Every time the Nunc dimittis is sung, of course, we engage in an act of Prosopopoeia, speaking as if we were the aged Simeon, transporting him across the gulf of time into the musical language of the present to, in turn, speak on our behalf. His words become the choir’s, which become the Church’s, which become the individual soul experiencing the “Glory of thy People Israel”. It is no accident that, of all the similar sentiments in the Old and New Testaments, it is John’s words from Revelation, “blessed are the dead” that are chosen to set against Simeon’s. Both embody temporal dislocation: Simeon, as one of the last members of the “old order” represents the past and celebrates the future he has just lived to see; John as the final prophet in the Bible, cryptically looking forward to the End of Days. By juxtaposing the words of these two biblical figures, the sum of Christian eschatology is condensed into two brief texts and brought into the present.

But Schütz, in his treatment of the two separate choirs, transcends even these boundaries. As he wrote in his preface:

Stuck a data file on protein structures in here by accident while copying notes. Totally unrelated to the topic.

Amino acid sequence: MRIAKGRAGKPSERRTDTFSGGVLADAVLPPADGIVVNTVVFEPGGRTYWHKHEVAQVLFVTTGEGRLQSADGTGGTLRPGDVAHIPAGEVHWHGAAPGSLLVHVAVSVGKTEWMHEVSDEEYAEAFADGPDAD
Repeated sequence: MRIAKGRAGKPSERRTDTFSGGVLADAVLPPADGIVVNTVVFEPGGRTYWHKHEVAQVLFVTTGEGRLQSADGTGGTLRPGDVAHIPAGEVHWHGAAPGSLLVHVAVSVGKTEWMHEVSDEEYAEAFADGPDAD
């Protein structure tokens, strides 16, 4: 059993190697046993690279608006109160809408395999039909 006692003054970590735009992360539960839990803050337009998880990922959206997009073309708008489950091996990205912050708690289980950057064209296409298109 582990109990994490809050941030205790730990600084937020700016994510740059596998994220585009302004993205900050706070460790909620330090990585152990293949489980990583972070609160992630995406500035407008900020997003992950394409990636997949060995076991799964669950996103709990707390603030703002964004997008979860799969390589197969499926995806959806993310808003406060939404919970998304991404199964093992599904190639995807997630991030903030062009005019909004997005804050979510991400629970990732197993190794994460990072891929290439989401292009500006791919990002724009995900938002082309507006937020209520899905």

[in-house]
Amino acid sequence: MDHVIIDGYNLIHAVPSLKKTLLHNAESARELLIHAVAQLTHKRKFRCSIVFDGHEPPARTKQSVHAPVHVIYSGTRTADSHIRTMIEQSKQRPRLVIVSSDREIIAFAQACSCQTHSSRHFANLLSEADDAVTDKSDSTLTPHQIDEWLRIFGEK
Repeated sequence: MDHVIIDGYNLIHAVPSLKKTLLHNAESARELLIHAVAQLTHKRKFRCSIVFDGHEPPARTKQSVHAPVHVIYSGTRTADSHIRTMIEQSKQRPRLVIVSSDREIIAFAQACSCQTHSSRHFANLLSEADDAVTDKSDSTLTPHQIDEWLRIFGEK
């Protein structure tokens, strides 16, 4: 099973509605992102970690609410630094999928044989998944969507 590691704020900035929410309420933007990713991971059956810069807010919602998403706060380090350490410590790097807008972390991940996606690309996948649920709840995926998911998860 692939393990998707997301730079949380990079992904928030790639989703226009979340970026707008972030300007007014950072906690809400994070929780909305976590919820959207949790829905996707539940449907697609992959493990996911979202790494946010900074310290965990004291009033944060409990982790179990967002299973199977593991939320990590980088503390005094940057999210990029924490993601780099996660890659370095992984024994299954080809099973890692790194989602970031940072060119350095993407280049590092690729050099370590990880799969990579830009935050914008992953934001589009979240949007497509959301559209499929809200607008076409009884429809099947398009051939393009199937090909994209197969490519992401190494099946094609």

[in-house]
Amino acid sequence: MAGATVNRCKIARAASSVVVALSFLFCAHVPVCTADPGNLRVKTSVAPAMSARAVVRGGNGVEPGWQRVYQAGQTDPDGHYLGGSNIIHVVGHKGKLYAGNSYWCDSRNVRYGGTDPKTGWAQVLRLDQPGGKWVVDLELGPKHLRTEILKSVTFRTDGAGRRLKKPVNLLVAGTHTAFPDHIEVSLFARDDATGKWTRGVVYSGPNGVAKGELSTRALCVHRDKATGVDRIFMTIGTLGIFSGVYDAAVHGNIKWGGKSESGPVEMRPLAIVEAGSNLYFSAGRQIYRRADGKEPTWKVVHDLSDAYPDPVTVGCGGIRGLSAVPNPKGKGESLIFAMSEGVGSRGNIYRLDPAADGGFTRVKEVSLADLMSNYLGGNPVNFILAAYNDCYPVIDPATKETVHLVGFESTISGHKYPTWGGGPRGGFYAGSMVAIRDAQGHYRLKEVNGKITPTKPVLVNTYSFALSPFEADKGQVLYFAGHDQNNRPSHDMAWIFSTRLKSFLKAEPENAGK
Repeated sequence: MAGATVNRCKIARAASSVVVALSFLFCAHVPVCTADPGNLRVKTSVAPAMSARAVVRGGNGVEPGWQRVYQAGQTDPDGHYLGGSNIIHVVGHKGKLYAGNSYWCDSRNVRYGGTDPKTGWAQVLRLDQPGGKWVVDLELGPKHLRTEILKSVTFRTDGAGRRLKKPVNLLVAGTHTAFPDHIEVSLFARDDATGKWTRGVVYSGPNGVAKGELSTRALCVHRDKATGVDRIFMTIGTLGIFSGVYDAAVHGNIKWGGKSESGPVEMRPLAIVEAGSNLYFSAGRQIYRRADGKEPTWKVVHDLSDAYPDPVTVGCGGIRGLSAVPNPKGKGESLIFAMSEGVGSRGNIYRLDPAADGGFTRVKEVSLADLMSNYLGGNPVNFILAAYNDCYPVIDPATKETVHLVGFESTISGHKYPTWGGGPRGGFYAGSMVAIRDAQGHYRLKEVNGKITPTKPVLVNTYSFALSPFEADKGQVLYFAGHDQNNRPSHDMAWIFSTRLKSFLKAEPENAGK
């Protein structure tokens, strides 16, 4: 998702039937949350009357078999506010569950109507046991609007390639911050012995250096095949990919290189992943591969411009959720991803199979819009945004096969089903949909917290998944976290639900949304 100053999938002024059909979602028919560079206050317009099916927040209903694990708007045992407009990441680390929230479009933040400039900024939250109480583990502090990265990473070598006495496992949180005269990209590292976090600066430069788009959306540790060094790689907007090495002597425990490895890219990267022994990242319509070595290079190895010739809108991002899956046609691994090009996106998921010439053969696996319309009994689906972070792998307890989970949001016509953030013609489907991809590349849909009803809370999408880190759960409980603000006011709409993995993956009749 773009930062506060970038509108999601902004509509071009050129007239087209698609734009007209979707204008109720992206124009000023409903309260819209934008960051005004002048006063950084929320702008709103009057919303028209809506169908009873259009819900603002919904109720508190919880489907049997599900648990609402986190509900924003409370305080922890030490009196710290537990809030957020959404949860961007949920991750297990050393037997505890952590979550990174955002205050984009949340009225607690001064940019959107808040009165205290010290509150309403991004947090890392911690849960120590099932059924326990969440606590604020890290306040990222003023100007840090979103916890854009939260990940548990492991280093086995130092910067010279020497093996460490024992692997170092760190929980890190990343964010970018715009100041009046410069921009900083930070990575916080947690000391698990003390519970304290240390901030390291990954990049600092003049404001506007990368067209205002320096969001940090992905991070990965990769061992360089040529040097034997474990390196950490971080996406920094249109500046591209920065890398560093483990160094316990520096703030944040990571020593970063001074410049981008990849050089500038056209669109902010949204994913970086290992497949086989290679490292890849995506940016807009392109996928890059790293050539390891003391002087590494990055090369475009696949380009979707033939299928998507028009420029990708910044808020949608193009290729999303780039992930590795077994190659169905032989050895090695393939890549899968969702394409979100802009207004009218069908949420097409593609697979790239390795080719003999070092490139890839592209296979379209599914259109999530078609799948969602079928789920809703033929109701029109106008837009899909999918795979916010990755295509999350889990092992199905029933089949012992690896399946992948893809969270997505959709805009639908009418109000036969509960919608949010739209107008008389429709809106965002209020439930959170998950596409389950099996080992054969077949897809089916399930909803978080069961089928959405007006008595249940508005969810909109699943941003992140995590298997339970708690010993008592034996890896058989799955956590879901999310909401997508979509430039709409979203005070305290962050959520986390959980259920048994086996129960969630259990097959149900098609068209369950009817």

“With the invention of this second choir the Author has attempted to intimate and convey something of the joy of the blessed disembodied Soul in Heaven in the company of Heavenly Spirits and holy Angels…the Secundus Chorus is to be set up at a distance.”

By spatially differentiating the two choirs, Schütz creates a physical representation of those left behind, set against the “beata anima” in the company of the seraphim. Many similar pieces with an “angelic” choir retain upper voices alone to depict the heavenly host, and the familiar musical-visual analogy of seraphic “high” (boy) sopranos seems obvious to the point of cliché. Prince Heinrich himself, as part of his occasional adventures as Cappellmeister, arranged Christmas performances where choirboys would be dressed as angels, wearing green wreathes and carrying torches.

The Prince’s Final Act

Herein lies a clue to Schütz’s final act of including the departed Prince directly in the funeral he had worked so hard to prepare. As we’ve seen, Prince Heinrich was an enthusiastic participant in the musical life of the court and church, and was famed for his strong baritone voice ringing through the halls of the palace. By having the voice of the “blessed soul” sung by a Baritone, accompanied by the Seraphim, Schütz rhetorically puts the words of assurance directly in the Prince’s mouth, bidding a last, confident farewell to those left behind.